Building a database application usually consists of running the change scripts in a specific order.  It’s common to create a master script that executes the others in order of how the objects depend on each other.  However, if the master script simply executes the other scripts, you will need to create additional scripts to track and verify changes, and more scripts to give you the ability to rollback the changes if/when there’s a problem.

There are build tools such as Gradle and Maven that can easily execute your scripts.  But you’ll still need to create the additional control scripts.  If you use a Schema Migration tool it should include a lot of these additional functions without having to write extra scripts.  For an example, check out Dino Date which has a Liquibase migration included.

How to handle the PL/SQL code

You could include your PL/SQL code in a Schema Migration changeset but adding schema migration notation to your PL/SQL introduces another layer of complexity and potential errors.

In the Dino Date runOnChange directory, you will find examples of setting up Liquibase changesets that watch for changes in the files of objects that you would rather keep ‘pure’.  When you run a migration, if the file has changed Liquibase will run the new version.

In a shared database environment, you should execute a schema migration after you pull/merge/push your changes into your version control system.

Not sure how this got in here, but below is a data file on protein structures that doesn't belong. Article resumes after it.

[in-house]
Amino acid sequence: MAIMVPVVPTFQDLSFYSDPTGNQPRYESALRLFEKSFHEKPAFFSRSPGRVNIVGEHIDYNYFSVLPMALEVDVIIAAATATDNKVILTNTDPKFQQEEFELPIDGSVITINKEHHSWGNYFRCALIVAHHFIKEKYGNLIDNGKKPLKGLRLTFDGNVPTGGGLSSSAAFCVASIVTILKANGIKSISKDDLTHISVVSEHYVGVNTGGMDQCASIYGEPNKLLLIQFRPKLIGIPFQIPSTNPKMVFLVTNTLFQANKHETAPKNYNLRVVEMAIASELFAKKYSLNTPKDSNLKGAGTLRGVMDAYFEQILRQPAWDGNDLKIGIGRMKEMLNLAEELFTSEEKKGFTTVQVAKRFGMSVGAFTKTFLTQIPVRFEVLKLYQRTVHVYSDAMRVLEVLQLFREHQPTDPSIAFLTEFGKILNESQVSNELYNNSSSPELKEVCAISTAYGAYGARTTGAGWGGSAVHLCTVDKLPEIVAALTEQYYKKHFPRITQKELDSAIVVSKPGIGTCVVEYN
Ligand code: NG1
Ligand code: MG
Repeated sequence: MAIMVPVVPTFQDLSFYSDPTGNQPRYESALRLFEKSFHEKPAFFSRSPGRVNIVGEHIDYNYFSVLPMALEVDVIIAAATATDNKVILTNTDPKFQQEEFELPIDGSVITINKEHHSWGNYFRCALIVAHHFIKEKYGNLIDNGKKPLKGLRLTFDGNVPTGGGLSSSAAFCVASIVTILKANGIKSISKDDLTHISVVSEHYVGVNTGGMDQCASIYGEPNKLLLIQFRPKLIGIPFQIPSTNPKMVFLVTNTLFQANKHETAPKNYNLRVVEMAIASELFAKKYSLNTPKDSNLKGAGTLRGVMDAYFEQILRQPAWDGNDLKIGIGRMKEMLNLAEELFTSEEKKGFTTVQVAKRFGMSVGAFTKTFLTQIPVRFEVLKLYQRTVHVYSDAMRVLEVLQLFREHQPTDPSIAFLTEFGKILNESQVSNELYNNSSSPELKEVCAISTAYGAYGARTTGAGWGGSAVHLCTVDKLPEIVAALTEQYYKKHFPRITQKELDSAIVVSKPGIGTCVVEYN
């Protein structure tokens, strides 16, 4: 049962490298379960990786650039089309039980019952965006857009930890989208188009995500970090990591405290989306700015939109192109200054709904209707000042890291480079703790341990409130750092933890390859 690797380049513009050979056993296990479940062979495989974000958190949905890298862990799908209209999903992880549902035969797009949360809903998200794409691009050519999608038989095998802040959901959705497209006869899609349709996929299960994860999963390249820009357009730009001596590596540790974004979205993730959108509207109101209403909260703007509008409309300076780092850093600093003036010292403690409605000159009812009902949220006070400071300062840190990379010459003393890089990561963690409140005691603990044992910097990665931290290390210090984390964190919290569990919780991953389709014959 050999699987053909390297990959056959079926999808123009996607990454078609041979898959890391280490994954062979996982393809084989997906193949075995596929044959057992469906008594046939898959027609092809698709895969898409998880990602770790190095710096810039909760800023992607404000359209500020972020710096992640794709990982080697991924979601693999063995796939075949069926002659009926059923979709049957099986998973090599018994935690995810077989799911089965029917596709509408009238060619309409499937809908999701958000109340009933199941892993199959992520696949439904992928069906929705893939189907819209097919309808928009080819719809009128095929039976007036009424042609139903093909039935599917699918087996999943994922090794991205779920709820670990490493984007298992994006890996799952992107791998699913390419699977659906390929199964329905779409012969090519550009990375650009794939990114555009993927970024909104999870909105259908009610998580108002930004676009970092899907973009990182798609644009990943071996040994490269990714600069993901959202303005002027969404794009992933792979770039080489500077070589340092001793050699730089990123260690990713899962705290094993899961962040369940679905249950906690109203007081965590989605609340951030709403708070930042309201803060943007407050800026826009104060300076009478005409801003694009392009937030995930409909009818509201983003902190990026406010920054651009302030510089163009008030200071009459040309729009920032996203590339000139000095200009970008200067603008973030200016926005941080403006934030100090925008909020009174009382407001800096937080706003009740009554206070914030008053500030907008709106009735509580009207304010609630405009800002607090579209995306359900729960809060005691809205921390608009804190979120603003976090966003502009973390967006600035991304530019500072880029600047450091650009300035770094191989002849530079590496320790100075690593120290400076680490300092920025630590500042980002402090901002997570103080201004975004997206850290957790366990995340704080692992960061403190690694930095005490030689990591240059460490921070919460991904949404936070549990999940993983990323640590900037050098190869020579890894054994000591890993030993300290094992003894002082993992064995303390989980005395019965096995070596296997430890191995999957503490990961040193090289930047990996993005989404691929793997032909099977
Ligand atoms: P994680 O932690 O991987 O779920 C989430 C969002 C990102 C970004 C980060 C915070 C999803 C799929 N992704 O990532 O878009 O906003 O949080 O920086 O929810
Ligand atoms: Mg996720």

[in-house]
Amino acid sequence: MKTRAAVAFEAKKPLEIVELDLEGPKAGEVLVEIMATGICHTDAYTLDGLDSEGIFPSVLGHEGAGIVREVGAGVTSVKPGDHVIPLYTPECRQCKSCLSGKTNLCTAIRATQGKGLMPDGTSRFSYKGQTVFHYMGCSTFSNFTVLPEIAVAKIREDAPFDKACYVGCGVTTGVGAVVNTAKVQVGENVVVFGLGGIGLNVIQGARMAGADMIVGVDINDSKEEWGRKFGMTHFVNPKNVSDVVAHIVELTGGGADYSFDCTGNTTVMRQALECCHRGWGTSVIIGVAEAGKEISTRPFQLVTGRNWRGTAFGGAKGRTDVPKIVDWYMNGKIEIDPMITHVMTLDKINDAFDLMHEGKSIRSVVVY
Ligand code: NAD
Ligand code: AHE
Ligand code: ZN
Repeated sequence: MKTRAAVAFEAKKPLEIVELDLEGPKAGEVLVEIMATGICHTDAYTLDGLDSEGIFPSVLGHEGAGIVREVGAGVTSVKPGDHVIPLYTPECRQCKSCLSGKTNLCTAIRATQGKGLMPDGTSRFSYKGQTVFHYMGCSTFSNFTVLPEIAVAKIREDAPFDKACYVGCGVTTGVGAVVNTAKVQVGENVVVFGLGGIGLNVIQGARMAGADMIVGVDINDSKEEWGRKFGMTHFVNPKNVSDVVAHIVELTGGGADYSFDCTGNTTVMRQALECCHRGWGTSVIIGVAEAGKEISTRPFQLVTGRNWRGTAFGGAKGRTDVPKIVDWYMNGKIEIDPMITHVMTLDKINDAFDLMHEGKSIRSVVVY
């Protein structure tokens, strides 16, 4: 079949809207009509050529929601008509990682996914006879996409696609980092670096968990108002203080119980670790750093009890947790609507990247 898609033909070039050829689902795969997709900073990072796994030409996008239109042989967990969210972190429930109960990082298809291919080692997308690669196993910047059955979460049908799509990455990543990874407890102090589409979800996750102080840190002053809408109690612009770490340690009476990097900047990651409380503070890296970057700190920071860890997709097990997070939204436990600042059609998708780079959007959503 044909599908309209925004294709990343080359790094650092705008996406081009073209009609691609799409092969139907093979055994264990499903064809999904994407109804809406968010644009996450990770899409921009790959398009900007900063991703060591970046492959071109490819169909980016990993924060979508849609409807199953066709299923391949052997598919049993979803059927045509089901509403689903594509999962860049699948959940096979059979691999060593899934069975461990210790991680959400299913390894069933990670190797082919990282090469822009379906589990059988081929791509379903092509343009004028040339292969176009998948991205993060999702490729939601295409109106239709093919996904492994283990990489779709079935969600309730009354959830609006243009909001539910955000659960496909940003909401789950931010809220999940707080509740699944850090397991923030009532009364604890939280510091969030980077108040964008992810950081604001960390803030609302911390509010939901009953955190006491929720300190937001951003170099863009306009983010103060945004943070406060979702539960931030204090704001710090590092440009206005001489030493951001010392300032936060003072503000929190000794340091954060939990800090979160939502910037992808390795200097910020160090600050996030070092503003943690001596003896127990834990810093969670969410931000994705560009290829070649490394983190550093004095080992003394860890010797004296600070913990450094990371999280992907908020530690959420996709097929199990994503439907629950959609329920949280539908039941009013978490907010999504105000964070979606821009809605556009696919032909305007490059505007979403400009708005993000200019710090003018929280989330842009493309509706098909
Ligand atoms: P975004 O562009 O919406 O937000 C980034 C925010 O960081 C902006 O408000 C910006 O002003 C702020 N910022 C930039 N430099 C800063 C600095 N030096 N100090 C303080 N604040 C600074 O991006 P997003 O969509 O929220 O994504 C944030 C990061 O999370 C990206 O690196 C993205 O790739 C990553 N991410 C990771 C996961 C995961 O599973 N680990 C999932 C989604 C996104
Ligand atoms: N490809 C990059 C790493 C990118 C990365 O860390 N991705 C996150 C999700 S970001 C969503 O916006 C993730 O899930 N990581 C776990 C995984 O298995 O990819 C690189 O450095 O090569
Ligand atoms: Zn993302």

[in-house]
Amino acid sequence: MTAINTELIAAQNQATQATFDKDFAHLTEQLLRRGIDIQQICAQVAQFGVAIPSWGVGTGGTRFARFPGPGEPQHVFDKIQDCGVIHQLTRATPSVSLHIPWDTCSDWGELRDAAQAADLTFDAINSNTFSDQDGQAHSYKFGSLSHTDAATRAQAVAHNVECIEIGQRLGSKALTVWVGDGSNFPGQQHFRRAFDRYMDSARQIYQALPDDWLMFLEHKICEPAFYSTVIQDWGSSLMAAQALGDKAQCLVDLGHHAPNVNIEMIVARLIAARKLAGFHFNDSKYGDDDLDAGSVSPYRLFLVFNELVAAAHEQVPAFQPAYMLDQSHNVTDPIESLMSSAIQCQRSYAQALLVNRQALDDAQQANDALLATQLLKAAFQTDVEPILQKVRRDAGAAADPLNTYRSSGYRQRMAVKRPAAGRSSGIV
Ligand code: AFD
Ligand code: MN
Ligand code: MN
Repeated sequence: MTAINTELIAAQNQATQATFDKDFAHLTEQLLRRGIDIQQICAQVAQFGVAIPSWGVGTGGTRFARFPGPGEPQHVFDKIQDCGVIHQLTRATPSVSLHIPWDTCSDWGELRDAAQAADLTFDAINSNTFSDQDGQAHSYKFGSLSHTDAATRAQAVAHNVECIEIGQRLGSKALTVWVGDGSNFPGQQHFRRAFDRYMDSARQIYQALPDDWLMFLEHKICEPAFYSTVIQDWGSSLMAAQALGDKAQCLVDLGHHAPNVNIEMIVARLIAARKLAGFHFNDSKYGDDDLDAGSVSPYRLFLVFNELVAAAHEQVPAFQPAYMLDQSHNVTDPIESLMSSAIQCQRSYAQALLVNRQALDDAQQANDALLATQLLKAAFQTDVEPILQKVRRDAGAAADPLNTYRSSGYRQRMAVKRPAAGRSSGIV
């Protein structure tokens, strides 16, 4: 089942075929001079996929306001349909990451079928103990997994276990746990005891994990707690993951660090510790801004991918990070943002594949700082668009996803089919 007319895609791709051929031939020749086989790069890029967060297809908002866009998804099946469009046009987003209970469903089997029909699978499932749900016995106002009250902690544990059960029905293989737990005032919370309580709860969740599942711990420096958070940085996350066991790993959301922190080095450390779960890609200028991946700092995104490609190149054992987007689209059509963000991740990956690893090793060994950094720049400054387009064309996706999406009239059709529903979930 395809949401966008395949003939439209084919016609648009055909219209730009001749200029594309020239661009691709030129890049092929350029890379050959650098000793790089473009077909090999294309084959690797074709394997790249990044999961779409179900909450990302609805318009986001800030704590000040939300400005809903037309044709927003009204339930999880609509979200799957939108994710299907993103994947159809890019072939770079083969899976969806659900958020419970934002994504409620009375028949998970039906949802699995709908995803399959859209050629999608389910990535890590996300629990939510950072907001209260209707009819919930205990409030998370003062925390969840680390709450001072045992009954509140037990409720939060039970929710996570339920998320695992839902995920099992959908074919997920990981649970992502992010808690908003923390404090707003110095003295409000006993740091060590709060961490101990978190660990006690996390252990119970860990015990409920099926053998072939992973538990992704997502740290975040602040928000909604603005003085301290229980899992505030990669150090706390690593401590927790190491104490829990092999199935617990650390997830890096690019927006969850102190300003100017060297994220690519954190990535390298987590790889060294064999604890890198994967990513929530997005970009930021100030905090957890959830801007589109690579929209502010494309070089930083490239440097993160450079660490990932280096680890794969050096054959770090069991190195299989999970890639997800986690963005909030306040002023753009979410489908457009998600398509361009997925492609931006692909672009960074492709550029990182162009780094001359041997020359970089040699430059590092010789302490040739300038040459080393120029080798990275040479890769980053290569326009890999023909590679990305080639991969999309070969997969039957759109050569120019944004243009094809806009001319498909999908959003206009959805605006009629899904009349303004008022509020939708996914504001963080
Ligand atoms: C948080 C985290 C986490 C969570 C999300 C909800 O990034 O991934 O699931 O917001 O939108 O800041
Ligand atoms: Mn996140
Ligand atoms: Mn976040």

Automate!

All of these pieces can be tied together and automated with an automation server such as Hudson or Jenkins (both are open source) to create a build pipeline.

Original by Jez Humble

A simple (maybe too simple) build pipeline using the above tools could follow these steps:

  1. Developer makes a change and pushes it to the shared Git repository.
  2. Hudson notices the repository has changed and triggers the build pipeline.
  3. The project is pulled from Git.
  4. Liquibase deploys the changes to a test database.
  5. utPLSQL is trigged to run the unit tests.
  6. Liquibase deploys the changes to the production database.

Other Useful Tools

  • Edition Based Redefinition[pdf] can be used to deploy applications with little to no downtime.
  • Oracle Developer Cloud Service comes with a ton of pre-configured tools to help with almost every aspect of your development process.